“Vesak”, the Day of the Full Moon


Siddhartha Gautama, the Lord Buddha, was born in 623 B.C. in the famous gardens of Lumbini, which soon became a place of pilgrimage. © UN Website/Pengfei Mi

The UN General Assembly, by its resolution 54/115 of 1999, recognized internationally the Vesak Day [7 May] to acknowledge the contribution that Buddhism, one of the oldest religions in the world, has made for over two and a half millennia and continues to make to the spirituality of humanity.

This day is commemorated annually at the UN Headquarters and other UN offices, in consultation with the relevant UN offices and with permanent missions, which also wish to be consulted.

Background

The teachings of the Buddha, and his message of compassion and peace and goodwill have moved millions. Millions around the world follow the teachings of the Buddha and on the Day of Vesak commemorate the birth, the attainment of enlightenment and the passing away of the Buddha.

A Message from the former Secretary-General, Javier Perez de Cuellar, to Buddhists on the Day of Vesak in May 1986 reads:

“For Buddhists everywhere it is indeed a felicitous opportunity, while commemorating the birth, enlightenment and passing away of Guatama Buddha, to celebrate his message of compassion and devotion to the service of humanity. This message is today perhaps more relevant than ever before.”

Peace, understanding and a vision of humanity that supersedes national and other international differences are essential if we are to cope with the complexities of the nuclear age.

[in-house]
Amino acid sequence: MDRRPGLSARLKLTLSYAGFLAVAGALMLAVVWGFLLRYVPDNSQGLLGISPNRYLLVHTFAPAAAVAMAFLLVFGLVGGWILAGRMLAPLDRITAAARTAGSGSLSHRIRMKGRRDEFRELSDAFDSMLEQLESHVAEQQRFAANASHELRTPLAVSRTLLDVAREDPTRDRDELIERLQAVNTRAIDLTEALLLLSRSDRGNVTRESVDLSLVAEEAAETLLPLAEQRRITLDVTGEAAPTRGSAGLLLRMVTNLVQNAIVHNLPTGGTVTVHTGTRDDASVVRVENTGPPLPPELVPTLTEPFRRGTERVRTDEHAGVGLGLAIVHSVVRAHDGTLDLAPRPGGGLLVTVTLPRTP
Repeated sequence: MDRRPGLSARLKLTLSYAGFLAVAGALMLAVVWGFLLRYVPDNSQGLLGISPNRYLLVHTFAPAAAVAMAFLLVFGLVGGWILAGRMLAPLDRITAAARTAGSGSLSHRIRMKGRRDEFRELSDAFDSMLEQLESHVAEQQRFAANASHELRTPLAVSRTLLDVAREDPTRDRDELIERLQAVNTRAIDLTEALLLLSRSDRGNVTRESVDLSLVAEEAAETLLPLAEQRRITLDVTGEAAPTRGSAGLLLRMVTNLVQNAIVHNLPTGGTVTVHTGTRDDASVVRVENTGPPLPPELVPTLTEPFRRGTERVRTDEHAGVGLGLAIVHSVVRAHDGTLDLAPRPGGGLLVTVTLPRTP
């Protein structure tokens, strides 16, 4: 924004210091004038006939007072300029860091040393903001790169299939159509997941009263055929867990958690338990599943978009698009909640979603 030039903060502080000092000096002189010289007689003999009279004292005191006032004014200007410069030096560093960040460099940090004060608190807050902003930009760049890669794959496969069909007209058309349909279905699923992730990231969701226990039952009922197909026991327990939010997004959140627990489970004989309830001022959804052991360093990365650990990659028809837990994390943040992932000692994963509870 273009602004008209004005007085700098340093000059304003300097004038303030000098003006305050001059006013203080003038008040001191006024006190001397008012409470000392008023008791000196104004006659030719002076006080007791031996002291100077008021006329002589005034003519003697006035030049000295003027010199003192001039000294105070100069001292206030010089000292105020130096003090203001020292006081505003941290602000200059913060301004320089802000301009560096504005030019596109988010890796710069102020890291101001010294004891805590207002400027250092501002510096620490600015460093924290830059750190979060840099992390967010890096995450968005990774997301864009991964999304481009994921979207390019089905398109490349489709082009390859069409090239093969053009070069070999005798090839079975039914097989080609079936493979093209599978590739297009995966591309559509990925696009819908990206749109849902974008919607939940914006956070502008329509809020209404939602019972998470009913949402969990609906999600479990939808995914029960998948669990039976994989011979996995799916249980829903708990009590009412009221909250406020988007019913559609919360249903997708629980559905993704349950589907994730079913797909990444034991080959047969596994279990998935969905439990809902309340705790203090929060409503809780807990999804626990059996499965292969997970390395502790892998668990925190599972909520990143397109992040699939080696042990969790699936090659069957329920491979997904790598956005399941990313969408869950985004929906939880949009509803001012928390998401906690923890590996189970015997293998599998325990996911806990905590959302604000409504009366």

This philosophy lies at the heart of the Charter of the United Nations and should be prominent in all our thinking, especially during this International Year of Peace”–Javier Perez de Cuellar.

In a time of growing intolerance and inequality, the Buddha’s message of non-violence and service to others is more relevant than ever.

UN Secretary-General António Guterres

Message of the UN Secretary-General

I extend best wishes to all celebrating Vesak, a sacred occasion to millions around the world.

On this date marking the birth, enlightenment and passing of the Buddha, all of us, Buddhists and non-Buddhists alike, can reflect on his life and draw inspiration from his teachings.

In a time of growing intolerance and inequality, the Buddha’s message of non-violence and service to others is more relevant than ever.

On the Day of Vesak, let us renew our commitment to building a world of peace and dignity for all.

Thank you.

António Guterres

A monk pilgrim meditating under the Bodhi tree in the sacred garden of Lumbini, the Birthplace of the Lord Buddha

UNESCO is currently implementing a project to develop a unique Buddhist Heritage Route for Sustainable Tourism Development in South Asia with support from the Korea International Cooperation Agency (KOICA). South Asia is host to a rich Buddhist heritage that is exemplified by the World Heritage properties across the region.

Borobudur Temple Compounds (Indonesia)

Religious movements and religions have had an important role in the history of the Silk Roads. It is notably the case of Buddhism, which had a considerable influence on the early trade routes. Within these growing trade route networks, Buddhism started its development from the Indian Subcontinent, and reached other regions along the Silk Roads. Buddhism dogma was to a great extent in favour of trade, and encouraged commerce and investment.

2020 Human Wrongs Watch

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